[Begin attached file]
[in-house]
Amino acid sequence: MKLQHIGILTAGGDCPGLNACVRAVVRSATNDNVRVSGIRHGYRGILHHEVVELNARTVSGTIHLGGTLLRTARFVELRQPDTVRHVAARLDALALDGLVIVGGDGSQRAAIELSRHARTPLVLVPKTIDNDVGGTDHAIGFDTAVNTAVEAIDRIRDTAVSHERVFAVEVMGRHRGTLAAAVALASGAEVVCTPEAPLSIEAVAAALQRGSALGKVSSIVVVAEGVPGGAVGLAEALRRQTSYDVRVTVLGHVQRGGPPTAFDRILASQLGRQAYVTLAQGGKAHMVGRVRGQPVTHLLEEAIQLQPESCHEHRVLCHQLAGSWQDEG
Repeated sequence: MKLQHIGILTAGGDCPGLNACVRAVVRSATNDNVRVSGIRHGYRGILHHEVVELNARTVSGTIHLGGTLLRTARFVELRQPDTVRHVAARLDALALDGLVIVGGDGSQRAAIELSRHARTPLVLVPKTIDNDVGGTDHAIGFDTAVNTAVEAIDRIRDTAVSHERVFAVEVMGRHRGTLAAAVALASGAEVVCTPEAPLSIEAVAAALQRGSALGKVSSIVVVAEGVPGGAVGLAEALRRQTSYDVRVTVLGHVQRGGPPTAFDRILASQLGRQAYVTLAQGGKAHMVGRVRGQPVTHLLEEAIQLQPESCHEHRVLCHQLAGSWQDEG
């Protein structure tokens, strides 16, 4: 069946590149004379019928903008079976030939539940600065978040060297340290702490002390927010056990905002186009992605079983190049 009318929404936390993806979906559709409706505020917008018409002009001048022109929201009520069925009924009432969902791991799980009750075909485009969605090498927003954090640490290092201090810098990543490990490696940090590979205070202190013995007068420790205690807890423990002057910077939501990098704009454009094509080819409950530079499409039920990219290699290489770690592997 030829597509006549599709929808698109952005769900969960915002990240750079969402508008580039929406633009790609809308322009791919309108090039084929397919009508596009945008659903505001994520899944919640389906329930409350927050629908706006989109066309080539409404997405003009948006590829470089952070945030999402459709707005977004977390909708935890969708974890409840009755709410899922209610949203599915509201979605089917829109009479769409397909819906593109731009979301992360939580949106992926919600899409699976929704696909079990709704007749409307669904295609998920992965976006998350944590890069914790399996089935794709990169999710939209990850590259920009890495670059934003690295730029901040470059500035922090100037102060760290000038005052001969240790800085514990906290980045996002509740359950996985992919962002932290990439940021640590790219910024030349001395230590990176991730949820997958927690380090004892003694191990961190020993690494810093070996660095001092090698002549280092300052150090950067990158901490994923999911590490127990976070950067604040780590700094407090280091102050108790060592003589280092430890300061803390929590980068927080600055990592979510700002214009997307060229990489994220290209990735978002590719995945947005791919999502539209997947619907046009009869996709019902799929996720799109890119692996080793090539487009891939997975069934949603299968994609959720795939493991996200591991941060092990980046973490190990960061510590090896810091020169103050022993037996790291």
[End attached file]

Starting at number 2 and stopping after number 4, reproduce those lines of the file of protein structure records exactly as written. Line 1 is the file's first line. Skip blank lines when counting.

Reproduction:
Amino acid sequence: MKLQHIGILTAGGDCPGLNACVRAVVRSATNDNVRVSGIRHGYRGILHHEVVELNARTVSGTIHLGGTLLRTARFVELRQPDTVRHVAARLDALALDGLVIVGGDGSQRAAIELSRHARTPLVLVPKTIDNDVGGTDHAIGFDTAVNTAVEAIDRIRDTAVSHERVFAVEVMGRHRGTLAAAVALASGAEVVCTPEAPLSIEAVAAALQRGSALGKVSSIVVVAEGVPGGAVGLAEALRRQTSYDVRVTVLGHVQRGGPPTAFDRILASQLGRQAYVTLAQGGKAHMVGRVRGQPVTHLLEEAIQLQPESCHEHRVLCHQLAGSWQDEG
Repeated sequence: MKLQHIGILTAGGDCPGLNACVRAVVRSATNDNVRVSGIRHGYRGILHHEVVELNARTVSGTIHLGGTLLRTARFVELRQPDTVRHVAARLDALALDGLVIVGGDGSQRAAIELSRHARTPLVLVPKTIDNDVGGTDHAIGFDTAVNTAVEAIDRIRDTAVSHERVFAVEVMGRHRGTLAAAVALASGAEVVCTPEAPLSIEAVAAALQRGSALGKVSSIVVVAEGVPGGAVGLAEALRRQTSYDVRVTVLGHVQRGGPPTAFDRILASQLGRQAYVTLAQGGKAHMVGRVRGQPVTHLLEEAIQLQPESCHEHRVLCHQLAGSWQDEG
């Protein structure tokens, strides 16, 4: 069946590149004379019928903008079976030939539940600065978040060297340290702490002390927010056990905002186009992605079983190049 009318929404936390993806979906559709409706505020917008018409002009001048022109929201009520069925009924009432969902791991799980009750075909485009969605090498927003954090640490290092201090810098990543490990490696940090590979205070202190013995007068420790205690807890423990002057910077939501990098704009454009094509080819409950530079499409039920990219290699290489770690592997 030829597509006549599709929808698109952005769900969960915002990240750079969402508008580039929406633009790609809308322009791919309108090039084929397919009508596009945008659903505001994520899944919640389906329930409350927050629908706006989109066309080539409404997405003009948006590829470089952070945030999402459709707005977004977390909708935890969708974890409840009755709410899922209610949203599915509201979605089917829109009479769409397909819906593109731009979301992360939580949106992926919600899409699976929704696909079990709704007749409307669904295609998920992965976006998350944590890069914790399996089935794709990169999710939209990850590259920009890495670059934003690295730029901040470059500035922090100037102060760290000038005052001969240790800085514990906290980045996002509740359950996985992919962002932290990439940021640590790219910024030349001395230590990176991730949820997958927690380090004892003694191990961190020993690494810093070996660095001092090698002549280092300052150090950067990158901490994923999911590490127990976070950067604040780590700094407090280091102050108790060592003589280092430890300061803390929590980068927080600055990592979510700002214009997307060229990489994220290209990735978002590719995945947005791919999502539209997947619907046009009869996709019902799929996720799109890119692996080793090539487009891939997975069934949603299968994609959720795939493991996200591991941060092990980046973490190990960061510590090896810091020169103050022993037996790291």